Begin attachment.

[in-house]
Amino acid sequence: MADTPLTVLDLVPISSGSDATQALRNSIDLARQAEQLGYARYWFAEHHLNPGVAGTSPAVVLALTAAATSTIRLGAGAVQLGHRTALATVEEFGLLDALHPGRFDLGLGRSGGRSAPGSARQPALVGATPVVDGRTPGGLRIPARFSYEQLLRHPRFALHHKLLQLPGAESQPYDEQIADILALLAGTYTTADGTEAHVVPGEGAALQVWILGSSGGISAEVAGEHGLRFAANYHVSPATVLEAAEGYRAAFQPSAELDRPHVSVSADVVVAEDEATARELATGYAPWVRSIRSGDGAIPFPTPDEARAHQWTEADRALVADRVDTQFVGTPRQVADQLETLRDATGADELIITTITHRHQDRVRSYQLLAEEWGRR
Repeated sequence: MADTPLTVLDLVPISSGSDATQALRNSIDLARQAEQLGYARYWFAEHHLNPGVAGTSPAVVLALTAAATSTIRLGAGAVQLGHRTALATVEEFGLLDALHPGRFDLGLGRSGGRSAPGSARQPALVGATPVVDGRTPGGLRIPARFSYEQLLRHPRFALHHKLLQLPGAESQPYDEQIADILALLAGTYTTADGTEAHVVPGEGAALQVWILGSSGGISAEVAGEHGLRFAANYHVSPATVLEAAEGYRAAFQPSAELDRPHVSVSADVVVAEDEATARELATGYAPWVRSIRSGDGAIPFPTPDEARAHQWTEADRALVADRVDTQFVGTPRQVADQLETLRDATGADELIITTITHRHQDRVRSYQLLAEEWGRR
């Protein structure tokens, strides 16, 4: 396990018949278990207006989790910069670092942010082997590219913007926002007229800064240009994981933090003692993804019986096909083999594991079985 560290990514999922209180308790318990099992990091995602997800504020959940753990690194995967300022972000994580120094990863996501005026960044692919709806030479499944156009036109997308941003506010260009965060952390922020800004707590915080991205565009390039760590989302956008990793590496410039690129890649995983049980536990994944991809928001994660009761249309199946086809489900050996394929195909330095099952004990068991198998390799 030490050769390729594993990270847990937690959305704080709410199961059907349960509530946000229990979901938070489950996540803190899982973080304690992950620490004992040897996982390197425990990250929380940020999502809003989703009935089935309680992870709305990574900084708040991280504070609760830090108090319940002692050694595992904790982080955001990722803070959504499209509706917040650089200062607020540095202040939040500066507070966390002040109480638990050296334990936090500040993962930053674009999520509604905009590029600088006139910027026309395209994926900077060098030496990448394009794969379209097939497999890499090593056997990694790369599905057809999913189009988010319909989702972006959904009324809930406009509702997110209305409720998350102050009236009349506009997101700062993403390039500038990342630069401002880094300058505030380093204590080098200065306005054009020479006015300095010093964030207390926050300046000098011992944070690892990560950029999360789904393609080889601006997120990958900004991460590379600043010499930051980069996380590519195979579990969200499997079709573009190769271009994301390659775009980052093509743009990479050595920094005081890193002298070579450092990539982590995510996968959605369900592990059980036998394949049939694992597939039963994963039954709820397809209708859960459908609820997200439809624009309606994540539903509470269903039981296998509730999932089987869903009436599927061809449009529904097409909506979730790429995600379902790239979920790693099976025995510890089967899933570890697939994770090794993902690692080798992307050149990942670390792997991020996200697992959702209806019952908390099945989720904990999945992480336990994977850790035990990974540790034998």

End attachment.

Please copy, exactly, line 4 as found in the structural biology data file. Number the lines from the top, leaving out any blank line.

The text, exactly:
């Protein structure tokens, strides 16, 4: 396990018949278990207006989790910069670092942010082997590219913007926002007229800064240009994981933090003692993804019986096909083999594991079985 560290990514999922209180308790318990099992990091995602997800504020959940753990690194995967300022972000994580120094990863996501005026960044692919709806030479499944156009036109997308941003506010260009965060952390922020800004707590915080991205565009390039760590989302956008990793590496410039690129890649995983049980536990994944991809928001994660009761249309199946086809489900050996394929195909330095099952004990068991198998390799 030490050769390729594993990270847990937690959305704080709410199961059907349960509530946000229990979901938070489950996540803190899982973080304690992950620490004992040897996982390197425990990250929380940020999502809003989703009935089935309680992870709305990574900084708040991280504070609760830090108090319940002692050694595992904790982080955001990722803070959504499209509706917040650089200062607020540095202040939040500066507070966390002040109480638990050296334990936090500040993962930053674009999520509604905009590029600088006139910027026309395209994926900077060098030496990448394009794969379209097939497999890499090593056997990694790369599905057809999913189009988010319909989702972006959904009324809930406009509702997110209305409720998350102050009236009349506009997101700062993403390039500038990342630069401002880094300058505030380093204590080098200065306005054009020479006015300095010093964030207390926050300046000098011992944070690892990560950029999360789904393609080889601006997120990958900004991460590379600043010499930051980069996380590519195979579990969200499997079709573009190769271009994301390659775009980052093509743009990479050595920094005081890193002298070579450092990539982590995510996968959605369900592990059980036998394949049939694992597939039963994963039954709820397809209708859960459908609820997200439809624009309606994540539903509470269903039981296998509730999932089987869903009436599927061809449009529904097409909506979730790429995600379902790239979920790693099976025995510890089967899933570890697939994770090794993902690692080798992307050149990942670390792997991020996200697992959702209806019952908390099945989720904990999945992480336990994977850790035990990974540790034998």